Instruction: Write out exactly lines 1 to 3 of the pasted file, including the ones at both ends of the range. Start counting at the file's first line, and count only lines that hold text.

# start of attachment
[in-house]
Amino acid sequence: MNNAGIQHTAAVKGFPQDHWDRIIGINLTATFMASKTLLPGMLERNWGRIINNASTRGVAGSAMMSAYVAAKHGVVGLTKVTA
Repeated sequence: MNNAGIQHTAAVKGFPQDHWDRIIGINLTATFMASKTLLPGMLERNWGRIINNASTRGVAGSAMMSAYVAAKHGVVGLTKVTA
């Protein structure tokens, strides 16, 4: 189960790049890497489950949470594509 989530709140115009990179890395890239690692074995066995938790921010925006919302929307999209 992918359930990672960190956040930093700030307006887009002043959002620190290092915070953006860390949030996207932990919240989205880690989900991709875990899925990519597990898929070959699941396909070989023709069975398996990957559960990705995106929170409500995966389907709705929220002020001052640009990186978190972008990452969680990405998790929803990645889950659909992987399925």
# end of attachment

[in-house]
Amino acid sequence: MNNAGIQHTAAVKGFPQDHWDRIIGINLTATFMASKTLLPGMLERNWGRIINNASTRGVAGSAMMSAYVAAKHGVVGLTKVTA
Repeated sequence: MNNAGIQHTAAVKGFPQDHWDRIIGINLTATFMASKTLLPGMLERNWGRIINNASTRGVAGSAMMSAYVAAKHGVVGLTKVTA